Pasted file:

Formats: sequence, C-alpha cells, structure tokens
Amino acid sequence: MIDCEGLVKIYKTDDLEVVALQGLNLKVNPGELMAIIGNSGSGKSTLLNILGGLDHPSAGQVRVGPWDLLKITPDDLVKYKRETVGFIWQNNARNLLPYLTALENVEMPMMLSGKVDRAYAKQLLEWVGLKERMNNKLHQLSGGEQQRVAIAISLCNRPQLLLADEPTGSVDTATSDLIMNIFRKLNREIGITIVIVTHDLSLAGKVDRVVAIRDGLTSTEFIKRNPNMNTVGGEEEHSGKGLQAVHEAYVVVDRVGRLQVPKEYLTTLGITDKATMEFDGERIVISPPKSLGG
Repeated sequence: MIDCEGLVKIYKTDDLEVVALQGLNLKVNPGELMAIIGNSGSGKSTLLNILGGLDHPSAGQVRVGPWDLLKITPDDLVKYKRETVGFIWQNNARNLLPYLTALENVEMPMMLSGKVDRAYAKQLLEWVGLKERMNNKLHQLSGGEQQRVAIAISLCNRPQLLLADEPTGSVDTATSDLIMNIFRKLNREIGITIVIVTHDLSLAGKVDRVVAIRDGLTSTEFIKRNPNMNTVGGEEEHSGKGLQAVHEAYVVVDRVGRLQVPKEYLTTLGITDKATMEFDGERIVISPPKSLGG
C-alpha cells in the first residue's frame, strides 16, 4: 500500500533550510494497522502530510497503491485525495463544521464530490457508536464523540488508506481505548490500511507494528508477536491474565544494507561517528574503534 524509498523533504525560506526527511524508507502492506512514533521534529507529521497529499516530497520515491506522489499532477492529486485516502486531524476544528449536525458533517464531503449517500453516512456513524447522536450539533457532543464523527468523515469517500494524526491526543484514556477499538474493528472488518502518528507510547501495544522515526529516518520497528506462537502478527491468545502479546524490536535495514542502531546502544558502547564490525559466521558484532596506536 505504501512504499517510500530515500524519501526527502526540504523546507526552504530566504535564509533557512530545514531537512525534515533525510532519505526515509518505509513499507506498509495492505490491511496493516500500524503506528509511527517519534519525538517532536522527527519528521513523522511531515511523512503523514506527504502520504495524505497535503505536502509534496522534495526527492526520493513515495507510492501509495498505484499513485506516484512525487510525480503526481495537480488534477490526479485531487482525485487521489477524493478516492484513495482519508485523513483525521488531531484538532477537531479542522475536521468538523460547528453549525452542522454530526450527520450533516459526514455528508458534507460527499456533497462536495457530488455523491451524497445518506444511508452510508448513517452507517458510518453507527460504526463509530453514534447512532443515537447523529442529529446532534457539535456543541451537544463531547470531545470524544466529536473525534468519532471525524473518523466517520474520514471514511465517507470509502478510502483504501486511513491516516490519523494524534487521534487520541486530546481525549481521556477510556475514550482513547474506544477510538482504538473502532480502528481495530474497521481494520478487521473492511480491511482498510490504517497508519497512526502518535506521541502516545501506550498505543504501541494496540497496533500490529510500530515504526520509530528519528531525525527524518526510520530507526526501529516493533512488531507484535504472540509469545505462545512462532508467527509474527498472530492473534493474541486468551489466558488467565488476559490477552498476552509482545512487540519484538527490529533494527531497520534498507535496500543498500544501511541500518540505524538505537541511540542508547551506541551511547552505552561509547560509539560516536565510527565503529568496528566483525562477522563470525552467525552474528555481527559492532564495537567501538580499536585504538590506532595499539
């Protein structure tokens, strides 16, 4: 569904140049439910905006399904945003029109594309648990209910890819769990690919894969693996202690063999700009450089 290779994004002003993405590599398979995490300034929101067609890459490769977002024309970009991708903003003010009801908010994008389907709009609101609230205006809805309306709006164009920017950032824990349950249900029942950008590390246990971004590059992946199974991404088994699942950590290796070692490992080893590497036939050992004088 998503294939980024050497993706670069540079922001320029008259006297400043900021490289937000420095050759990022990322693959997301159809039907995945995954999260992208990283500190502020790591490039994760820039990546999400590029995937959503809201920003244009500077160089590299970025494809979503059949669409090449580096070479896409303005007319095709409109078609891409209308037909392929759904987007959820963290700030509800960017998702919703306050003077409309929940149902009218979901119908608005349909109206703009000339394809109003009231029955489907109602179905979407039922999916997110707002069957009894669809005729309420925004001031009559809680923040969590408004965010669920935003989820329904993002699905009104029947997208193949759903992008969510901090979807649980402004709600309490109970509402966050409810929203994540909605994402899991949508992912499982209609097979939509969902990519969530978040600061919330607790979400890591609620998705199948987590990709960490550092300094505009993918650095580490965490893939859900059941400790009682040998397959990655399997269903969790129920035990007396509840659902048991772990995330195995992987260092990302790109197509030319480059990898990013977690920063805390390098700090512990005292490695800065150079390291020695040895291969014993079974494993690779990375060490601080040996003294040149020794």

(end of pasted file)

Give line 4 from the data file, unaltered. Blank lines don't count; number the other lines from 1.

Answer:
C-alpha cells in the first residue's frame, strides 16, 4: 500500500533550510494497522502530510497503491485525495463544521464530490457508536464523540488508506481505548490500511507494528508477536491474565544494507561517528574503534 524509498523533504525560506526527511524508507502492506512514533521534529507529521497529499516530497520515491506522489499532477492529486485516502486531524476544528449536525458533517464531503449517500453516512456513524447522536450539533457532543464523527468523515469517500494524526491526543484514556477499538474493528472488518502518528507510547501495544522515526529516518520497528506462537502478527491468545502479546524490536535495514542502531546502544558502547564490525559466521558484532596506536 505504501512504499517510500530515500524519501526527502526540504523546507526552504530566504535564509533557512530545514531537512525534515533525510532519505526515509518505509513499507506498509495492505490491511496493516500500524503506528509511527517519534519525538517532536522527527519528521513523522511531515511523512503523514506527504502520504495524505497535503505536502509534496522534495526527492526520493513515495507510492501509495498505484499513485506516484512525487510525480503526481495537480488534477490526479485531487482525485487521489477524493478516492484513495482519508485523513483525521488531531484538532477537531479542522475536521468538523460547528453549525452542522454530526450527520450533516459526514455528508458534507460527499456533497462536495457530488455523491451524497445518506444511508452510508448513517452507517458510518453507527460504526463509530453514534447512532443515537447523529442529529446532534457539535456543541451537544463531547470531545470524544466529536473525534468519532471525524473518523466517520474520514471514511465517507470509502478510502483504501486511513491516516490519523494524534487521534487520541486530546481525549481521556477510556475514550482513547474506544477510538482504538473502532480502528481495530474497521481494520478487521473492511480491511482498510490504517497508519497512526502518535506521541502516545501506550498505543504501541494496540497496533500490529510500530515504526520509530528519528531525525527524518526510520530507526526501529516493533512488531507484535504472540509469545505462545512462532508467527509474527498472530492473534493474541486468551489466558488467565488476559490477552498476552509482545512487540519484538527490529533494527531497520534498507535496500543498500544501511541500518540505524538505537541511540542508547551506541551511547552505552561509547560509539560516536565510527565503529568496528566483525562477522563470525552467525552474528555481527559492532564495537567501538580499536585504538590506532595499539